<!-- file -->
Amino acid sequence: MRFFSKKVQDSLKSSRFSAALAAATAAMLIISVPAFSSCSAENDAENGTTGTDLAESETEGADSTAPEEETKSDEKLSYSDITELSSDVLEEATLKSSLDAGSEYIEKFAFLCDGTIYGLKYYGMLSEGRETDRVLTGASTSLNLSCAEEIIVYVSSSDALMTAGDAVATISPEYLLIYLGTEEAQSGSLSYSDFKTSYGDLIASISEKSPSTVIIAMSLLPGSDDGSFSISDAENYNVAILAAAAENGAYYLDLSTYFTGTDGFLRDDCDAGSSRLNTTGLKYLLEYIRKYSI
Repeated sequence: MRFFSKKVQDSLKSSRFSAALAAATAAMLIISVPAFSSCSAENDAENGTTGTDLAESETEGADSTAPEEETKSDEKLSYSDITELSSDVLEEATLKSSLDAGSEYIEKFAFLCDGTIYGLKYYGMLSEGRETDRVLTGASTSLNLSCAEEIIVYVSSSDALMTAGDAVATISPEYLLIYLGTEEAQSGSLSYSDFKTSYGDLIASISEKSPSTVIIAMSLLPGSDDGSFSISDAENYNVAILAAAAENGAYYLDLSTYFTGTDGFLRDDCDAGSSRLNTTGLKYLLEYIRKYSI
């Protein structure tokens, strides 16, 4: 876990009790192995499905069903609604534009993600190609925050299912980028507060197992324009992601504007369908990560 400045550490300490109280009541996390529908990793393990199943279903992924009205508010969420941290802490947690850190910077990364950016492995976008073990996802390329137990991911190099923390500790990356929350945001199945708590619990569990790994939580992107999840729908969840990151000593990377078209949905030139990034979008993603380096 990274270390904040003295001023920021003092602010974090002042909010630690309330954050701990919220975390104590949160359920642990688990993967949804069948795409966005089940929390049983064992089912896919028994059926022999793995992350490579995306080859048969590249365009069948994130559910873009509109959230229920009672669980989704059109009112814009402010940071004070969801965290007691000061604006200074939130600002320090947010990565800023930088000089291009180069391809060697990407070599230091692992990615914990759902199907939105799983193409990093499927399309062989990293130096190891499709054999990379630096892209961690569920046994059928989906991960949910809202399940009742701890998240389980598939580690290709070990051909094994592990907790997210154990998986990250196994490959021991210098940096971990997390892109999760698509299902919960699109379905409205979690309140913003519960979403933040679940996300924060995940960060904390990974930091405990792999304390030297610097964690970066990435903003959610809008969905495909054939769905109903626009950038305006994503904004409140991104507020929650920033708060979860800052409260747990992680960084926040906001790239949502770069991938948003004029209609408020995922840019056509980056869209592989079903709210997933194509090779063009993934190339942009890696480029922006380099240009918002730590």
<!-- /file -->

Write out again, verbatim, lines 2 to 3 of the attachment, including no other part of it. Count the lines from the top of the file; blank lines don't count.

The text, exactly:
Repeated sequence: MRFFSKKVQDSLKSSRFSAALAAATAAMLIISVPAFSSCSAENDAENGTTGTDLAESETEGADSTAPEEETKSDEKLSYSDITELSSDVLEEATLKSSLDAGSEYIEKFAFLCDGTIYGLKYYGMLSEGRETDRVLTGASTSLNLSCAEEIIVYVSSSDALMTAGDAVATISPEYLLIYLGTEEAQSGSLSYSDFKTSYGDLIASISEKSPSTVIIAMSLLPGSDDGSFSISDAENYNVAILAAAAENGAYYLDLSTYFTGTDGFLRDDCDAGSSRLNTTGLKYLLEYIRKYSI
């Protein structure tokens, strides 16, 4: 876990009790192995499905069903609604534009993600190609925050299912980028507060197992324009992601504007369908990560 400045550490300490109280009541996390529908990793393990199943279903992924009205508010969420941290802490947690850190910077990364950016492995976008073990996802390329137990991911190099923390500790990356929350945001199945708590619990569990790994939580992107999840729908969840990151000593990377078209949905030139990034979008993603380096 990274270390904040003295001023920021003092602010974090002042909010630690309330954050701990919220975390104590949160359920642990688990993967949804069948795409966005089940929390049983064992089912896919028994059926022999793995992350490579995306080859048969590249365009069948994130559910873009509109959230229920009672669980989704059109009112814009402010940071004070969801965290007691000061604006200074939130600002320090947010990565800023930088000089291009180069391809060697990407070599230091692992990615914990759902199907939105799983193409990093499927399309062989990293130096190891499709054999990379630096892209961690569920046994059928989906991960949910809202399940009742701890998240389980598939580690290709070990051909094994592990907790997210154990998986990250196994490959021991210098940096971990997390892109999760698509299902919960699109379905409205979690309140913003519960979403933040679940996300924060995940960060904390990974930091405990792999304390030297610097964690970066990435903003959610809008969905495909054939769905109903626009950038305006994503904004409140991104507020929650920033708060979860800052409260747990992680960084926040906001790239949502770069991938948003004029209609408020995922840019056509980056869209592989079903709210997933194509090779063009993934190339942009890696480029922006380099240009918002730590």